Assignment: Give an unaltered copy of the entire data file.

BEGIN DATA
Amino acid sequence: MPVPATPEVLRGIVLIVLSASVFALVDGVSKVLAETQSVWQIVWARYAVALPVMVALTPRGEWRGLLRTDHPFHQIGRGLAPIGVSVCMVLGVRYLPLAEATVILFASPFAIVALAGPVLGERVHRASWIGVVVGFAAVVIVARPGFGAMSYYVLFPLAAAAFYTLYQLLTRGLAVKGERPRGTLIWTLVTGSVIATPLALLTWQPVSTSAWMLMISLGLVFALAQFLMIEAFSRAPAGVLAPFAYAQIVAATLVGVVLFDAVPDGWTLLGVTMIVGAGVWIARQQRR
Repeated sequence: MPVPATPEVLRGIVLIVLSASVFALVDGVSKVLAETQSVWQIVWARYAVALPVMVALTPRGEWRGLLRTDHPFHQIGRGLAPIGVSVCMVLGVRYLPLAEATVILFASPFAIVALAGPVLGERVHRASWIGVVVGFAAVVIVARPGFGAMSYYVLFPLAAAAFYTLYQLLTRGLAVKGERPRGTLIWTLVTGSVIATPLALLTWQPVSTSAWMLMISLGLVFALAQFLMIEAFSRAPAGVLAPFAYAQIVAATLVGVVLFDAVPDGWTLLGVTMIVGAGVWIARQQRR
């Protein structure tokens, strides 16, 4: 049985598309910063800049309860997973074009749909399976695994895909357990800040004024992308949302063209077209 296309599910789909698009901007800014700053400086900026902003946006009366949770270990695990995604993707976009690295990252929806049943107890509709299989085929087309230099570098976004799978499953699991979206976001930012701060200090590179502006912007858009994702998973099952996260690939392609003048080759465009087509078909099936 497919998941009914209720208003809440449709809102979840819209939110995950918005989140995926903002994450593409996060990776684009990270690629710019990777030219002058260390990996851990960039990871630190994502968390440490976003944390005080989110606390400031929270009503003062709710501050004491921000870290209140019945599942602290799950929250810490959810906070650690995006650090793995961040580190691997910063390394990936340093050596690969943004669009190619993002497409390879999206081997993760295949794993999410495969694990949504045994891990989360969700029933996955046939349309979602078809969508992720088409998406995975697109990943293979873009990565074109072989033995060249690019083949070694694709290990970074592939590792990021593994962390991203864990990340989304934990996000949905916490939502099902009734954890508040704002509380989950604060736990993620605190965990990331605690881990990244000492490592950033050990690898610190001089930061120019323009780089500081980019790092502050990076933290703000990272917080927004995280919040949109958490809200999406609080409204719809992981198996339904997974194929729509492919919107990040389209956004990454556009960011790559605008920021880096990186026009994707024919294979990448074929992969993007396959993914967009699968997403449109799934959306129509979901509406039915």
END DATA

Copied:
Amino acid sequence: MPVPATPEVLRGIVLIVLSASVFALVDGVSKVLAETQSVWQIVWARYAVALPVMVALTPRGEWRGLLRTDHPFHQIGRGLAPIGVSVCMVLGVRYLPLAEATVILFASPFAIVALAGPVLGERVHRASWIGVVVGFAAVVIVARPGFGAMSYYVLFPLAAAAFYTLYQLLTRGLAVKGERPRGTLIWTLVTGSVIATPLALLTWQPVSTSAWMLMISLGLVFALAQFLMIEAFSRAPAGVLAPFAYAQIVAATLVGVVLFDAVPDGWTLLGVTMIVGAGVWIARQQRR
Repeated sequence: MPVPATPEVLRGIVLIVLSASVFALVDGVSKVLAETQSVWQIVWARYAVALPVMVALTPRGEWRGLLRTDHPFHQIGRGLAPIGVSVCMVLGVRYLPLAEATVILFASPFAIVALAGPVLGERVHRASWIGVVVGFAAVVIVARPGFGAMSYYVLFPLAAAAFYTLYQLLTRGLAVKGERPRGTLIWTLVTGSVIATPLALLTWQPVSTSAWMLMISLGLVFALAQFLMIEAFSRAPAGVLAPFAYAQIVAATLVGVVLFDAVPDGWTLLGVTMIVGAGVWIARQQRR
């Protein structure tokens, strides 16, 4: 049985598309910063800049309860997973074009749909399976695994895909357990800040004024992308949302063209077209 296309599910789909698009901007800014700053400086900026902003946006009366949770270990695990995604993707976009690295990252929806049943107890509709299989085929087309230099570098976004799978499953699991979206976001930012701060200090590179502006912007858009994702998973099952996260690939392609003048080759465009087509078909099936 497919998941009914209720208003809440449709809102979840819209939110995950918005989140995926903002994450593409996060990776684009990270690629710019990777030219002058260390990996851990960039990871630190994502968390440490976003944390005080989110606390400031929270009503003062709710501050004491921000870290209140019945599942602290799950929250810490959810906070650690995006650090793995961040580190691997910063390394990936340093050596690969943004669009190619993002497409390879999206081997993760295949794993999410495969694990949504045994891990989360969700029933996955046939349309979602078809969508992720088409998406995975697109990943293979873009990565074109072989033995060249690019083949070694694709290990970074592939590792990021593994962390991203864990990340989304934990996000949905916490939502099902009734954890508040704002509380989950604060736990993620605190965990990331605690881990990244000492490592950033050990690898610190001089930061120019323009780089500081980019790092502050990076933290703000990272917080927004995280919040949109958490809200999406609080409204719809992981198996339904997974194929729509492919919107990040389209956004990454556009960011790559605008920021880096990186026009994707024919294979990448074929992969993007396959993914967009699968997403449109799934959306129509979901509406039915």